Durban dad who fired the bullet that killed his daughter during hijacking opens up

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By all accounts, Shailendra Sukhraj, who shot and killed his daughter in an attempt to save her, during a botched car highjack, on 28 May 2018, is a strong, brave, caring, and loving father.

A year down the line, he finally pours heart out the agony eating up the family, as they try to come to terms with how a bright, innocent young soul was not only tragically lost, but sadly, from the bullet fired by her own father.

For many South Africans, visualising the scene which would easily pass for a Hollywood movie clip, brings painful emotions, heartbreak, and sorrow.

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The fateful day started like any other, with the Durban based Sukhrajs; Shailendra and Lorraine his wife going about their daily routine. The two were taking their baby boy, Jaziel (6 months) to his grandparents for day care, and their 9 year old daughter Sadia to school, enroute to work.

It was at the house of Lorraine’s parents in Shallcross, the place they intended to drop off Jaziel, where the unfortunate incident ‘drama in real life’ took place. Lorraine took her son into her parents' house, while Shailendra followed moments later after collecting the baby’s items from the car leaving Sadia inside the car as usual.

Before long Shailendra heard a scream from his wife who was now out walking to the car after having had settled the baby in her parents' house. Lorraine saw two men approaching the car in the driveway and screamed for her husband. Shailendra rushed outside and one of the two hijackers pointed a gun at him and demanded the car keys. He surrendered the keys and withdrew towards the house. His daughter Sadia was still in the car, and it was apparent she was going to be taken along with the car. And Shailendra was pretty sure his daughter, in the hands of highjackers, was in danger fearing she could be trafficked, raped, or even murdered.

“I had to submit to the request because my life and my family’s lives were under threat. From the moment I handed over the keys and went back in the house, I knew this spelt trouble,” he told the court during trail of the accused Sibonelo Mkhize, who was arrested at the scene by a police officer who was off duty.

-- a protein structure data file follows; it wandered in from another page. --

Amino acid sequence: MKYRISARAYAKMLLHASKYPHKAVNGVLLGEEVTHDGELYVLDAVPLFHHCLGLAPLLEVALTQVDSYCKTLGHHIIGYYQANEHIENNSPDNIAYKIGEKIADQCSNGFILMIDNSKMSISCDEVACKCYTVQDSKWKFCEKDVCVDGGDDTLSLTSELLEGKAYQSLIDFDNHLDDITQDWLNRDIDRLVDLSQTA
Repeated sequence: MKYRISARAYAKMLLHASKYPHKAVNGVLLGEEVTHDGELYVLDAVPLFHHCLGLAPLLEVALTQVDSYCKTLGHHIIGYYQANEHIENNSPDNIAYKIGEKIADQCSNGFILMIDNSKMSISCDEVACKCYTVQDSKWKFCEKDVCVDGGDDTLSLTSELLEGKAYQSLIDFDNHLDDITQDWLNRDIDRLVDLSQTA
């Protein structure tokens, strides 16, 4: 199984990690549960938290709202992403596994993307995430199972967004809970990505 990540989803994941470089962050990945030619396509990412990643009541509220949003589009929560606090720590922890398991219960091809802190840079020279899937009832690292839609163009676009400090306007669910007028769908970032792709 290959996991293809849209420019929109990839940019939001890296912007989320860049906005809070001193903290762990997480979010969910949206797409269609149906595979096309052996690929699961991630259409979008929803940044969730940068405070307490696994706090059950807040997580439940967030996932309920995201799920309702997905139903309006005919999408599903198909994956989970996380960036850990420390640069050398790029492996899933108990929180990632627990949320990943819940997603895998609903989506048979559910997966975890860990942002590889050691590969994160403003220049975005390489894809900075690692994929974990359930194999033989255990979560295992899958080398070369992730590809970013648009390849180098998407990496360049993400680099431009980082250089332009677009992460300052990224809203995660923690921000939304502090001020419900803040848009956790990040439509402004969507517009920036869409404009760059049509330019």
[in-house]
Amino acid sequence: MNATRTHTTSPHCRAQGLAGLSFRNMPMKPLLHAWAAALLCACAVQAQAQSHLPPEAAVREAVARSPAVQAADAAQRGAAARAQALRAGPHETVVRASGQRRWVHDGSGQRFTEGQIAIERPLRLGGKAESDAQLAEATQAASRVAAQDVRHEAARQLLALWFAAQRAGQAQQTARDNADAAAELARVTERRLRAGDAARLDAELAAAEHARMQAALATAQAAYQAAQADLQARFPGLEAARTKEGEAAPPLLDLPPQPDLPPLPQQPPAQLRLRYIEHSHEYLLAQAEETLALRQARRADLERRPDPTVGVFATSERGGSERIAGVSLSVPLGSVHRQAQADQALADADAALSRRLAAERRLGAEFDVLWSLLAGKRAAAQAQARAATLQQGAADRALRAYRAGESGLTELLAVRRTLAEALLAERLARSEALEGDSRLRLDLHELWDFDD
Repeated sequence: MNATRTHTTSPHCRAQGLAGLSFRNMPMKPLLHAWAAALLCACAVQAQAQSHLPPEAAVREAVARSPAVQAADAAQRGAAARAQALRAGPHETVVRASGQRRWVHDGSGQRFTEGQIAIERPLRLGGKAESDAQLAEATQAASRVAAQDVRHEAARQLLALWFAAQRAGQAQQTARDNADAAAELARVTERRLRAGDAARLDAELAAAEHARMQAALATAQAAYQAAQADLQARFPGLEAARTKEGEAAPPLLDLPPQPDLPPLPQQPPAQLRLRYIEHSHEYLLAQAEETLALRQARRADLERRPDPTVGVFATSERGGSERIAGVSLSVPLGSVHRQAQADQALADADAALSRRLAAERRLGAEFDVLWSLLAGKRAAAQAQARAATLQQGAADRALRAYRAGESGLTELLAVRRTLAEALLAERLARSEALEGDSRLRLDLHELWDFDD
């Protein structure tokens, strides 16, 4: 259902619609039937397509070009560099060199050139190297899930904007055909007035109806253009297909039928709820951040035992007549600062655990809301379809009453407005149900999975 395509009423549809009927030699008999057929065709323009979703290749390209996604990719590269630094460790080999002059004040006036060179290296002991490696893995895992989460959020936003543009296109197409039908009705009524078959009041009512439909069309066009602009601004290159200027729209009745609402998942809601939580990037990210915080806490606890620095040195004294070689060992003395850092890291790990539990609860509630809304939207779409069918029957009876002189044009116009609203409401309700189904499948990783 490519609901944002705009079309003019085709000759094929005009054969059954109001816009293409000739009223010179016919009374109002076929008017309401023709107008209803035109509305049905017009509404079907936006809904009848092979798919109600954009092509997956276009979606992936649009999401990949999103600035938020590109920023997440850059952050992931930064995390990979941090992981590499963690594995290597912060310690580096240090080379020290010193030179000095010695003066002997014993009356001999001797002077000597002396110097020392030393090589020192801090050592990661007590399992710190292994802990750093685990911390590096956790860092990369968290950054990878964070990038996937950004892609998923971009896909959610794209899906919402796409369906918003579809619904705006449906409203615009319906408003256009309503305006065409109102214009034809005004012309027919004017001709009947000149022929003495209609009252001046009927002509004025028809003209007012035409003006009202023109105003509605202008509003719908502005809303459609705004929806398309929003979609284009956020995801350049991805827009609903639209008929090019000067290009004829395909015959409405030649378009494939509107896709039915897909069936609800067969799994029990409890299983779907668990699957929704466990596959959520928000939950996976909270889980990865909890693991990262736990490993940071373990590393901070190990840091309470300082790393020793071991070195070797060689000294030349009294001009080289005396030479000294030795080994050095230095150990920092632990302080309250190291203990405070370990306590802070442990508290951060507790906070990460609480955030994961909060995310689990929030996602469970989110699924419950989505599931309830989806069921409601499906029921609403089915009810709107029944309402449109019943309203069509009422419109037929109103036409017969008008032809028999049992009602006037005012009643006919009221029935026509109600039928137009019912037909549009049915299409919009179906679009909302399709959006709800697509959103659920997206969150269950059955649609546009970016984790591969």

Shailendra had a gun given to him by his bosses at work, as a salesman who travels due to the nature of his job, he always had a gun on him for self defence need be.

When he got back in the house, Shailendra took out his gun, and dashed back outside in a typical movie style started firing towards the car which was taking off; in a bid to prevent the highjackers from driving away with his daughter, who was sitting behind the front passenger seat.

“I could see her. My mind was focused on her as they were driving off and I knew I needed to stop the vehicle,” he recalls.

The car only stopped after hitting an obstacle, as the under fire highjackers rammed into the gate.

Sukhraj acted in the sense of love and protection like any other caring dad would have, as once put out by a prosecuting officer during a routine trial of the matter.
“If any other person was in Mr Sukhraj's shoes, they would have done whatever they could to get their child back,” the prosecutor told the court then, during the matter's hearing. But unfortunately one of his bullets hit Sadia in the chest, she was rushed to hospital but it was too late to save her.

Meanwhile, Mkhize (39) was recently jailed for life for aggravated robbery and for two counts of murder of Sadia and Mkzhize’s accomplice, Siyabonga Bulose.
Handing down the judgement, Judge Esther Steyn found Mkhize guilty as his actions had led to the two deaths, despite not having had fired the shots that killed Sadia and Bulose.

During trial, in was noted that under laws of common purpose, an accused can be held responsible for crimes they did not commit if, by their conduct, they must have foreseen the crimes could be committed, and as such Mkhize was found guilty.

The family was robbed of their beautiful young child, whose charm was derived, perhaps, from her strength of character, humble, mild-mannered, sociable, and likeable nature, even at that age. For the family, the fact that the long arm of justice has caught up with the man responsible is provides a little consolation, as nothing can close the void left by their little girl. Whom her father can refreshingly describe “Whatever you could want in a child, she was all of it.”

The family is still painfully trying to come to terms with the loss, and has roped in the services of spiritual, professional counselling to help them getting over the loss, not so easy to flush out of memory. The family also appreciate the support from relatives, friends and the community at large, in their difficult times of trying to reshape their lives.

It is refreshing justice has been served through the sentencing to life imprisonment of the offender, but surprisingly both Shailendra and Lorraine hold no grunge against Mkhize, they chosen peace, and let life go on.

They are slowly finding their feet, as they try to move forward with life without their gem, who was charismatic, cheerful, and would bring smiles on their faces.

“In court Mkhize didn’t show a stitch of remorse. But I’ve let it go. It’s crystal clear in the Bible that if I have any inequity in my heart, the Lord will not hear me so I have released that,” Shailendra tells DRUM. “I feel the same way,” Lorraine says, “because at the end of the day it’s not going to bring my child back.”


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